A small Android startup with an intensely vocal following is making some bold claims about their newest creation, so we took a closer look at reality.
We don't usually get too far through a day without seeing at least one person claim an Android phone assumes dominance over the iPhone for one reason or another, but rarely do you see the company making the hardware focus their energy on the same claim. OnePlus is such a company, and they don't just focus on claiming their hardware is better than Apple's. OnePlus is in the Flagship Killing business, it seems. Not just this year's devices, either. The branding attached to the launch of the OnePlus 2 makes it clear this phone is going to be better than all of the phones that come out next year as well. Brazen doesn't even begin to cover it.
By OnePlus logic this new phone should leave the current iPhone in a heap of molten slag in the corner and leave Apple seriously considering scrapping their entire 2016 launch plans and starting over. It seems only fair that we put the two phones side by side and see just how true that is.
Lets start with the basics. With it's 5.5-inch 1080p display and 3300mAh battery, the OnePlus 2 starts out sounding like something we should be pulling out the iPhone 6 Plus to do a proper size and spec compare with. When you realize that larger display and higher capacity battery comes with 175g and 9.85mm of bulk, it really doesn't matter either way.
This phone is not only slightly heavier than the biggest iPhone, it's well over two millimeters thicker than both. OnePlus co-founder Carl Pei explained in a conversation with Android Central this decision was made to keep the large camera sensor from protruding, but the end result is the same. Side by side with any iPhone, the OnePlus 2 is just plain chunky.
Despite the obvious downsides to having a thicker, taller phone, OnePlus gets points for style. The bottom port is the first USB-C to appear on a smartphone, though it currently lacks the increase in data transfer or power output we've seen with the new MacBook. On either side of this reversible port you get a pair of symmetrical holes, one side for mono audio, the other for the microphone. While we'd be lying if we said the design didn't seem familiar, OnePlus succeeded where Samsung failed in making this design choice actually look nice.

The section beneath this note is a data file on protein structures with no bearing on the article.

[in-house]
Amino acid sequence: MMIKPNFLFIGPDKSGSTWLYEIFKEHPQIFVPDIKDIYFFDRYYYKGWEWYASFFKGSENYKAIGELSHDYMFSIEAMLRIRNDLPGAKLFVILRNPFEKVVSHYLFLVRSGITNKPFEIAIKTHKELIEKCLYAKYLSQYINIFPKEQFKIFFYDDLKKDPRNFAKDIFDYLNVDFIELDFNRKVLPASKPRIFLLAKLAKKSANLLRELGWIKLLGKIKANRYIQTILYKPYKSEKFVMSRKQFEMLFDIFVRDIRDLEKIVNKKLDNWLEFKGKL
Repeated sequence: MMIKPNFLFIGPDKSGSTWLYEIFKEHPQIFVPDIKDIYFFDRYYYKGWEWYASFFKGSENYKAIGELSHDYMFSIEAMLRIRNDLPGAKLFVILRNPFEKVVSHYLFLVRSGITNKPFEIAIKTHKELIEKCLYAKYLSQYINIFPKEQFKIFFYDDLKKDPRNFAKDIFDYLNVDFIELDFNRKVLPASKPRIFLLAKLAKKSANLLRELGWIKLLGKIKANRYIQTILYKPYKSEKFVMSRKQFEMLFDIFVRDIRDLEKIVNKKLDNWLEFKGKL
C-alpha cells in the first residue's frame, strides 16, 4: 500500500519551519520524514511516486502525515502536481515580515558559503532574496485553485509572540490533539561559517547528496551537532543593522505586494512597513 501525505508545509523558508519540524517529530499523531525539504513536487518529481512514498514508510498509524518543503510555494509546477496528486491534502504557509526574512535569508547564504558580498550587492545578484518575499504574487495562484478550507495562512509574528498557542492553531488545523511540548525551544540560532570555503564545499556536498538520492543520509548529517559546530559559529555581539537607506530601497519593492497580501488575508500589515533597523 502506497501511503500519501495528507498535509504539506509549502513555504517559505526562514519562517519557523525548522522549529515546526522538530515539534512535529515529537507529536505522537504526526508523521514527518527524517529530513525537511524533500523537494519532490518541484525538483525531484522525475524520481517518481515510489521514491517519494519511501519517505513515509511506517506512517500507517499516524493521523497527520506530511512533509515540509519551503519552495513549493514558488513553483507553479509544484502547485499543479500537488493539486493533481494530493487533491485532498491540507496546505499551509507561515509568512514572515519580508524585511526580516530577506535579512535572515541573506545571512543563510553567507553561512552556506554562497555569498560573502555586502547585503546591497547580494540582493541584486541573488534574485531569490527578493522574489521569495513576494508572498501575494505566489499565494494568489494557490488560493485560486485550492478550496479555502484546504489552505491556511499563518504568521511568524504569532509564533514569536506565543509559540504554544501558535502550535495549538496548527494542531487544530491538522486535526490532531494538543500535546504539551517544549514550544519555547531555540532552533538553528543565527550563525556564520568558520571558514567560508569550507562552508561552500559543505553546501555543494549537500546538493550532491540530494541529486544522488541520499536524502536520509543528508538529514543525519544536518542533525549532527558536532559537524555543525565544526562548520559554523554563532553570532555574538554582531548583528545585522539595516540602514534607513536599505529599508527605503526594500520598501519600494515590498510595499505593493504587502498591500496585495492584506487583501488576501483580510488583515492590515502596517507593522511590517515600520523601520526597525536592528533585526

Additional style points are awarded for an overall sturdy construction thanks to the aluminum chassis and user-replaceable backplate. OnePlus is making five options available at launch, including three wood panels, a kevlar panel, and a sandstone panel. It's a shame one of those panels doesn't offer the same polished metal feel the sides of the phone offer, but the ability to choose is something we've seen more and more Android manufacturers do recently.
OnePlus also included a touch fingerprint sensor in this new phone, and it is by far the fastest way to unlock any smartphone. This feature currently lacks the flexibility and interoperability of TouchID, but when it comes to just unlocking the phone it works well. Part of what makes the OnePlus version of fingerprint unlock just a hair faster than TouchID is the lack of a physical press in the unlock process. The fingerprint sensor on the OnePlus 2 isn't on a push button, and the touch sensor wakes up even when the screen is off. By removing the added step where you physically push in the home key or power button to wake the phone, you get a slightly faster unlock.
Also found on the side of the OnePlus 2 is a physical switch for muting and unmuting the phone. This isn't something you ever see on Android phones, and unlike the switch on the iPhone it slides vertically into three stages. These stages currently are set to the three modes for Android notifications, All, Priority, and Mute, and seems to work well. Functionally it serves the same purpose as the switch on the iPhone, save for the ability to set the switch to do something other than handle notifications.
The 13MP camera on the back of the OnePlus 2 includes optical image stabilization and ƒ/2.0, using a dedicated laser sensor for autofocus instead of the phase detection found on the iPhone. We've not been able to take these two phones around the city and do a quality compare just yet, but the sample photos we've seen so far reveal a sensor that could compete with the current iPhone, not blow it out of the water.
Finally, the software. While a direct comparison between iOS and Android would take an entirely separate series of articles, there's one clear point where a compare is appropriate. Android phones made by big companies often struggle to update in line with Google's release cycles, but OnePlus has built a version of Android close enough to Google' version that rapid updates aren't likely to be a problem. The phone will never update the day something from Google is released, like you'd see from an iPhone, but in theory it's a significant improvement over the months long wait time usually seen with popular hardware in Android land.
As you can see, the OnePlus 2 is a phone that might give the iPhone 6 a run for its money if someone was seriously considering a switch away from iOS, but against the iPhone 6 Plus — and, perhaps more important, whatever Apple releases next — there's nothing here that is "killing" anything. It's a nice looking phone, despite being a little thick, but overall the bark is way worse than the bite.